The Eagle and Eaglets
by Sy Schreckinger – ANTIQUE TOY WORLD Magazine – August, 1988
Motherhood — that sacred and blessed state — has
been infinitely glorified. Virtues of maternal affection and tenderness
have even been expressed in the design of many a children's plaything.
Several early toy manufacturers/designers, such a Kyser and Rex, the J.
and E. Stevens Company, and Kenton Hardware, incorporated the maternal
instinct into mechanical banks such as "Mammy and Baby," "Lion and
Monkeys," "Two Frogs," "Mama Katzenjammer," "Hen and Chicks," and the
subject of this article, "Eagle and Eaglets." (Figure I)
This novel bank portrays a mother eagle protectively perched above
her nestlings. With wings outstretched, she feeds her young. The Eagle and
Eaglets was produced and designed by Mr. Charles M. Henn of Chicago,
Illinois. Henn was granted Patent number
271,200 (Figure II) on January
23, 1883. This date is indicated by the words, in raised lettering, "PAT
JAN 23, 1883" positioned underneath the base. Shortly after receiving his
patent, Henn approached the J. and E. Stevens Company, of Cromwell,
Connecticut, with his proposal that Stevens manufacture his bank. Upon
acceptance of Henn's proposition, Stevens granted him a royalty of
approximately four cents per bank over a period of fifteen years. The
Stevens Company effected several internal and external modifications to
Henn's designs. However, comparison of the bank pictured in Figure I to
the patent drawings of Figure II reveals fairly close adherence to the
Operation of Eagle and Eaglets is initiated by placing a coin
into the spring‑tension beak of the large eagle. This is followed by
pressing downward upon the "snake-shaped" lever under the eagle's tail.
Simultaneously, she leans forward, spreads her wings and drops the coin
into the nest. Both eaglets rise upward, beaks agape as if to receive
mama’s offering. This action is accompanied by a chirping sound emitted
from within the bank, which is accomplished by a small bellows-activated
whistle (refer to "S" in patent drawings, Figure II). The coins are
removed by releasing the round Stevens' coin retainer underneath the base.
Of interest is the fact that an early J. and E. Stevens illustrated
trade card advertised Eagle and Eaglets as the "American Eagle" bank
(Figure III). However, there was never an attempt on the part of the
company to decorate the adult eagle as an American Bald Eagle. Further,
the coloration of the eagle actually portrayed in the final production
bank (Figure I) is a conglomeration of various eagles, rather than any one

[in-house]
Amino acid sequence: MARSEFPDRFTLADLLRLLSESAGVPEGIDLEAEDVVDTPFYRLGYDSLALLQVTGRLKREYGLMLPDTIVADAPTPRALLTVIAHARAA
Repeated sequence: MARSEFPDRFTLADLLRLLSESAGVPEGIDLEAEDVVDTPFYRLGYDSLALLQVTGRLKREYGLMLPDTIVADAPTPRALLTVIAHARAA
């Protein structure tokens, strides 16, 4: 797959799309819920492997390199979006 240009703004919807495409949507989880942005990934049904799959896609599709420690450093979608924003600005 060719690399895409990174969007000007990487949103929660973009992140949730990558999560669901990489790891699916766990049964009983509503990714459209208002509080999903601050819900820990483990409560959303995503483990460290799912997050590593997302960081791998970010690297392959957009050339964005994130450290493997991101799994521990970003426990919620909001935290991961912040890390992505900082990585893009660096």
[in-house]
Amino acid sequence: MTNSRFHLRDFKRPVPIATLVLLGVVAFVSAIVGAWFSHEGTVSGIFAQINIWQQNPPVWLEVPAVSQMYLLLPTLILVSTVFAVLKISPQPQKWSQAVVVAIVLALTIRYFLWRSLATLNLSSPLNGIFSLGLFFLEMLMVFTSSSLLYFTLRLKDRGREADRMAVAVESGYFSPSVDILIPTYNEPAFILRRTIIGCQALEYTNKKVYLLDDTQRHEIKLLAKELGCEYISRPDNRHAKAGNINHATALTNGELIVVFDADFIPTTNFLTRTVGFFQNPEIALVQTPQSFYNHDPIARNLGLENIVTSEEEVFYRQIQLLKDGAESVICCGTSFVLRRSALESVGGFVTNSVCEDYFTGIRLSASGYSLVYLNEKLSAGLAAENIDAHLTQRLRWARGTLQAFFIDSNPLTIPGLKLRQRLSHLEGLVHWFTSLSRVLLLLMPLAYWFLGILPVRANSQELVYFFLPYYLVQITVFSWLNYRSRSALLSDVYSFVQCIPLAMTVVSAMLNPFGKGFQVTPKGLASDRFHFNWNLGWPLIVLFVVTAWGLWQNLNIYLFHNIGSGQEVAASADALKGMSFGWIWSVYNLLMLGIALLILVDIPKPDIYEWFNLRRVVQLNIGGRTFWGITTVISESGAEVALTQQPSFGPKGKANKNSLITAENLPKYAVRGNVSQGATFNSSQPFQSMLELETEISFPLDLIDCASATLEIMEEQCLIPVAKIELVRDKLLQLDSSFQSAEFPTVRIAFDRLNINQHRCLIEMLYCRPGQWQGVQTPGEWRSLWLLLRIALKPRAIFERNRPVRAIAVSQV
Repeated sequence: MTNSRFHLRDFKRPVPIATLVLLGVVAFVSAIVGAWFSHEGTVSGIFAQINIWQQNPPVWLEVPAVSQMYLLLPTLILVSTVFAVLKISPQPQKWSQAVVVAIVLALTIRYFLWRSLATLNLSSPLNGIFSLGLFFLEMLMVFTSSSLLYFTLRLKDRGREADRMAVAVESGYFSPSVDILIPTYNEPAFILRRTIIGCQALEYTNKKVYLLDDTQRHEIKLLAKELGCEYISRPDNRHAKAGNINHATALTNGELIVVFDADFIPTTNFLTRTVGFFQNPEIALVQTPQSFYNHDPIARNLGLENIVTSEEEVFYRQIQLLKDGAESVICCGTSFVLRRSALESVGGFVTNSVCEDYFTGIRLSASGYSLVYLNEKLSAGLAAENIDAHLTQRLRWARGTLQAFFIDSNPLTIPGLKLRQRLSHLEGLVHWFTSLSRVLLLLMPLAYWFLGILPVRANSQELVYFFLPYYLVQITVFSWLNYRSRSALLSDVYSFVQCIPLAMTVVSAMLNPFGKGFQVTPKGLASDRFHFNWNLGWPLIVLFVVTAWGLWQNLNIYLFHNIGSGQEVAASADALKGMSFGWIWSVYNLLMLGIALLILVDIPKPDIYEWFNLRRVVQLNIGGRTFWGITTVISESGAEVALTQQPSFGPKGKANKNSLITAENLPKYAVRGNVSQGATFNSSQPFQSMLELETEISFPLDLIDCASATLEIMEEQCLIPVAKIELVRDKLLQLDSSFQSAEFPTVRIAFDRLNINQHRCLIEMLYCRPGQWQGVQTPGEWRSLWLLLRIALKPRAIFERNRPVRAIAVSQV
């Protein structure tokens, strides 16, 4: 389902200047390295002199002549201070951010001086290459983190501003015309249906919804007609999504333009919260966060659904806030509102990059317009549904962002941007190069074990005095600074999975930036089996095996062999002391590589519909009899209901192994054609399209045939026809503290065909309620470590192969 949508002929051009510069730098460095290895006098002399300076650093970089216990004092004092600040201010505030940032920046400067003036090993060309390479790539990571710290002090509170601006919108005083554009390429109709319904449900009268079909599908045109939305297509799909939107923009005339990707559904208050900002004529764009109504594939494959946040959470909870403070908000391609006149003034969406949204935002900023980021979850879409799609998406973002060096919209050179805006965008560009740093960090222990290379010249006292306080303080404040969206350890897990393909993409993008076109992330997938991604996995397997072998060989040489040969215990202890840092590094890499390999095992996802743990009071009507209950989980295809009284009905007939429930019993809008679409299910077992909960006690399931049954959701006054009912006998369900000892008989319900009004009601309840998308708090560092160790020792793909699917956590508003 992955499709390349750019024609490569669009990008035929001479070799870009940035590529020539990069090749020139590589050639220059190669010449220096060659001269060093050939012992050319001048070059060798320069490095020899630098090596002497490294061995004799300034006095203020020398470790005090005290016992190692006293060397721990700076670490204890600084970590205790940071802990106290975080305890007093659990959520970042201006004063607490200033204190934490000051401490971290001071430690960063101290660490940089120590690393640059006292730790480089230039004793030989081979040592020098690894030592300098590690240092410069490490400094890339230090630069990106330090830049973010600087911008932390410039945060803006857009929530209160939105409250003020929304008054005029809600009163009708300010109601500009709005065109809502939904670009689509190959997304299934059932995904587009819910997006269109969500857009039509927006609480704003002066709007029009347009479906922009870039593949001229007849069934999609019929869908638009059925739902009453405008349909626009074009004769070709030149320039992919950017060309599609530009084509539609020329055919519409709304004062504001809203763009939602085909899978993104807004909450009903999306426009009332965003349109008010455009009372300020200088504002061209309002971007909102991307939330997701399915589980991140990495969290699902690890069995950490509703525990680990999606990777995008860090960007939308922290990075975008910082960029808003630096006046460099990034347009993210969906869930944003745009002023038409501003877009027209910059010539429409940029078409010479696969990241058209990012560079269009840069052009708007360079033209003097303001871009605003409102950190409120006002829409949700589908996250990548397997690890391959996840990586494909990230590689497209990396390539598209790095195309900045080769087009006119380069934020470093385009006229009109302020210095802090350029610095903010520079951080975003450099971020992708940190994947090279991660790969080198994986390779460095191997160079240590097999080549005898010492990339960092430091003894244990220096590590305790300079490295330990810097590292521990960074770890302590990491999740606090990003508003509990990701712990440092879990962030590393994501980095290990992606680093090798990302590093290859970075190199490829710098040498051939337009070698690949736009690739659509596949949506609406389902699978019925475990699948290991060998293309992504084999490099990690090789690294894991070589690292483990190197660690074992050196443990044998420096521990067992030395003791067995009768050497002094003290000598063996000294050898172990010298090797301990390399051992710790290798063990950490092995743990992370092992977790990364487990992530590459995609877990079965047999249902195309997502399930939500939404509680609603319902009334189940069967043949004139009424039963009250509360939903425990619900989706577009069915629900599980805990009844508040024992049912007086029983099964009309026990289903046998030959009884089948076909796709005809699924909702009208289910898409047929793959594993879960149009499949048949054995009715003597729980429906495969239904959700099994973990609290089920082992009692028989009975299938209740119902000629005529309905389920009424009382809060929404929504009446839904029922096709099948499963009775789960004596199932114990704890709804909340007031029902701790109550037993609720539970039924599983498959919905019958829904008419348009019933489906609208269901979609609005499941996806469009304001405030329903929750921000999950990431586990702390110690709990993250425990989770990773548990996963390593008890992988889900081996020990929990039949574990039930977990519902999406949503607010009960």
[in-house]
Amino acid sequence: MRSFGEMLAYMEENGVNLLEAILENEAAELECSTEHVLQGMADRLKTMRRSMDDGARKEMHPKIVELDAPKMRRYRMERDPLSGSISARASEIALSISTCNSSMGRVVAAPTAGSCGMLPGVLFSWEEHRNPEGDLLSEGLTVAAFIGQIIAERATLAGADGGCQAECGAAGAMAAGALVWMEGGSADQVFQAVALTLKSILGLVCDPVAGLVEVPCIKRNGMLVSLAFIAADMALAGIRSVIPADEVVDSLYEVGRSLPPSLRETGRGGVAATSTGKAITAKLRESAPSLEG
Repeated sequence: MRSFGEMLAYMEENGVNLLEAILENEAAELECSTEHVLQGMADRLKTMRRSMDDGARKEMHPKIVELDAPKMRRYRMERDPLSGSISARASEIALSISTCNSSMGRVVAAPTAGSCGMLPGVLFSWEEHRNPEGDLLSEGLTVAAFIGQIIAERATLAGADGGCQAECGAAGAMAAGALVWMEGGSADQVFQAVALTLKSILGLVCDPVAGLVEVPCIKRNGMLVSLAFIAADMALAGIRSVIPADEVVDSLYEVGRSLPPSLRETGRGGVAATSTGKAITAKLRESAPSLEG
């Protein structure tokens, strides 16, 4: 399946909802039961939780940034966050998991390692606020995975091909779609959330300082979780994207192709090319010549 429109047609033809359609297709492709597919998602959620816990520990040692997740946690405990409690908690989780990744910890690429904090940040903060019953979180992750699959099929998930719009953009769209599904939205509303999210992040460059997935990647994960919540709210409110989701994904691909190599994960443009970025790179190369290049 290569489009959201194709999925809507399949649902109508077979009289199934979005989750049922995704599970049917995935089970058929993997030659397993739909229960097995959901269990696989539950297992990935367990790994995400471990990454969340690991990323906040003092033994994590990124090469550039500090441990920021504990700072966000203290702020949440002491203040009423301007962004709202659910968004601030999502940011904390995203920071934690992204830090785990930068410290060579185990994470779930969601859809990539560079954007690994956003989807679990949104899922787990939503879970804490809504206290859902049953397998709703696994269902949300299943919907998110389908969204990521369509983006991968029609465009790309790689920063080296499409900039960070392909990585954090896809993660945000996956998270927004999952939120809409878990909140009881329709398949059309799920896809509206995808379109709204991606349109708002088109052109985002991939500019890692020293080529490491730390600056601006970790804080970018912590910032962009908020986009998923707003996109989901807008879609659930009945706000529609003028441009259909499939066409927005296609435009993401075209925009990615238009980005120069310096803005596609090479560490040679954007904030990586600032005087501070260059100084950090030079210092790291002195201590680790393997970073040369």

specific type. In contrast, the gray color of the eaglets' youthful
plumage is a more accurate depiction of nature.
There are no known casting variations of the Eagle and Eaglets, but
there are two color variants. These differences pertain solely to the base
of the bank. It may be painted either an overall light green with yellow
and red highlights or, as pictured in Figure I, light tannish brown with
yellow, red and green highlights.
The eagle in both variations is painted white, with black markings on
her back and wings. Her beak is dark brown with yellow nostrils and she
has yellow-ochre feet with black talons. Her eyes are of glass; the
corneas are white, and the pupils are black. Both eaglets are painted
medium gray with black beaks. The nest is dark brown, highlighted with
tan, black, and yellow. The pig-like animal emerging from the side of the
base is painted orange with black eyes and a red mouth. The "snake-shaped"
lever is brown and the rim around the bottom of the base is painted black.
The Eagle and Eaglets was extremely popular in its day. (An early J.
and E. Stevens Company catalog page is shown in Figure IV.) Hence, many
were produced over an extended period of time — a factor which would
generally place it in the category of being relatively common. However,
due to its fragility, a complete and perfect example of this bank will
command a high premium. The fragile parts of this bank are the eagle's
wings, her eyes, her tail, the bracket which attaches her legs to the base
of the bank, both eaglets, the operating lever, and the internal bellows.
When an example of this bank is located, generally any of the
aforementioned parts will be either broken or missing. Broken, missing, or
replaced parts should always be taken into consideration when negotiating
a selling price for this, as well as any antique mechanical bank. However,
in the case of the Eagle and Eaglets, a missing or defective bellows is an
exception, and should have no bearing on the price.
In view of the popularity and appeal of the Eagle and Eaglets bank,
numerous reproductions are in existence. To protect the collector from
making a costly mistake, I am including a base diagram of an original
example (Figure V). A reproduction will appear approximately one-eighth of
an inch shorter along the base than indicated.
Inquiries may be addressed to: Sy Schreckinger, Box 104, East
Rockaway, New York 11518.